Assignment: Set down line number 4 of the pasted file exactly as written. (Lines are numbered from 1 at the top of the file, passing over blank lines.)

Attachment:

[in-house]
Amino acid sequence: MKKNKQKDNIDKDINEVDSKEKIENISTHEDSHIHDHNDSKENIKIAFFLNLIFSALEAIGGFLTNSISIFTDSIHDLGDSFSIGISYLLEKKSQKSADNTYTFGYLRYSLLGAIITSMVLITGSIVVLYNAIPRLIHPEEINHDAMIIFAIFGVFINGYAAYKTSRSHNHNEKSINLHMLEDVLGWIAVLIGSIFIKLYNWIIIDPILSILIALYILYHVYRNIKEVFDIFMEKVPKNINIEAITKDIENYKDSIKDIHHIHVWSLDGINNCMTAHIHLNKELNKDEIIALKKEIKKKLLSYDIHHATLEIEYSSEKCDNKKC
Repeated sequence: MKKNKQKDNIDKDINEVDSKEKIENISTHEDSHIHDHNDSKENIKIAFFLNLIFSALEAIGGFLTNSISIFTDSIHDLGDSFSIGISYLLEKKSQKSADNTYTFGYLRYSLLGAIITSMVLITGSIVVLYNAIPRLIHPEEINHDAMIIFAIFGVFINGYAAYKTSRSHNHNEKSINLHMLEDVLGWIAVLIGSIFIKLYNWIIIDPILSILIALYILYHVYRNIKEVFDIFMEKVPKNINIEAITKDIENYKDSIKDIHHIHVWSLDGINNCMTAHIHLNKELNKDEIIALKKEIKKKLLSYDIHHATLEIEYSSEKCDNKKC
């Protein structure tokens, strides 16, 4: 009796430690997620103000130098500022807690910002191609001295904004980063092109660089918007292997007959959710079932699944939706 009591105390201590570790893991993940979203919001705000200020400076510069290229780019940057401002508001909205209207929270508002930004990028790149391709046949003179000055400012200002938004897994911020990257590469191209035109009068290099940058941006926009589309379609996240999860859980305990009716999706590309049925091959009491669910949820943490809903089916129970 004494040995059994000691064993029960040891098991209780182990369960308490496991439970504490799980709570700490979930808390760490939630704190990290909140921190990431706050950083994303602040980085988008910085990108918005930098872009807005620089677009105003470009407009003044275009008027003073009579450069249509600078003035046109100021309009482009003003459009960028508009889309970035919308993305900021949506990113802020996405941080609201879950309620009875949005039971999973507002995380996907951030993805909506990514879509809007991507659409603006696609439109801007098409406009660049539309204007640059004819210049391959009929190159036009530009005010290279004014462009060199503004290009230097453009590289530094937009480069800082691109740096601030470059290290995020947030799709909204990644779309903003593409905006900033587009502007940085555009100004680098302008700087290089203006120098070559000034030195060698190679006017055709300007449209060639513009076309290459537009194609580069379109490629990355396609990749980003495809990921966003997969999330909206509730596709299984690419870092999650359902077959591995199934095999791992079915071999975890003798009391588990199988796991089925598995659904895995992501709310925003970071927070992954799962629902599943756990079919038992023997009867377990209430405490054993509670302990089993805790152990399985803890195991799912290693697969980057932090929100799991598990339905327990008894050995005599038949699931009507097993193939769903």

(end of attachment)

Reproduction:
């Protein structure tokens, strides 16, 4: 009796430690997620103000130098500022807690910002191609001295904004980063092109660089918007292997007959959710079932699944939706 009591105390201590570790893991993940979203919001705000200020400076510069290229780019940057401002508001909205209207929270508002930004990028790149391709046949003179000055400012200002938004897994911020990257590469191209035109009068290099940058941006926009589309379609996240999860859980305990009716999706590309049925091959009491669910949820943490809903089916129970 004494040995059994000691064993029960040891098991209780182990369960308490496991439970504490799980709570700490979930808390760490939630704190990290909140921190990431706050950083994303602040980085988008910085990108918005930098872009807005620089677009105003470009407009003044275009008027003073009579450069249509600078003035046109100021309009482009003003459009960028508009889309970035919308993305900021949506990113802020996405941080609201879950309620009875949005039971999973507002995380996907951030993805909506990514879509809007991507659409603006696609439109801007098409406009660049539309204007640059004819210049391959009929190159036009530009005010290279004014462009060199503004290009230097453009590289530094937009480069800082691109740096601030470059290290995020947030799709909204990644779309903003593409905006900033587009502007940085555009100004680098302008700087290089203006120098070559000034030195060698190679006017055709300007449209060639513009076309290459537009194609580069379109490629990355396609990749980003495809990921966003997969999330909206509730596709299984690419870092999650359902077959591995199934095999791992079915071999975890003798009391588990199988796991089925598995659904895995992501709310925003970071927070992954799962629902599943756990079919038992023997009867377990209430405490054993509670302990089993805790152990399985803890195991799912290693697969980057932090929100799991598990339905327990008894050995005599038949699931009507097993193939769903």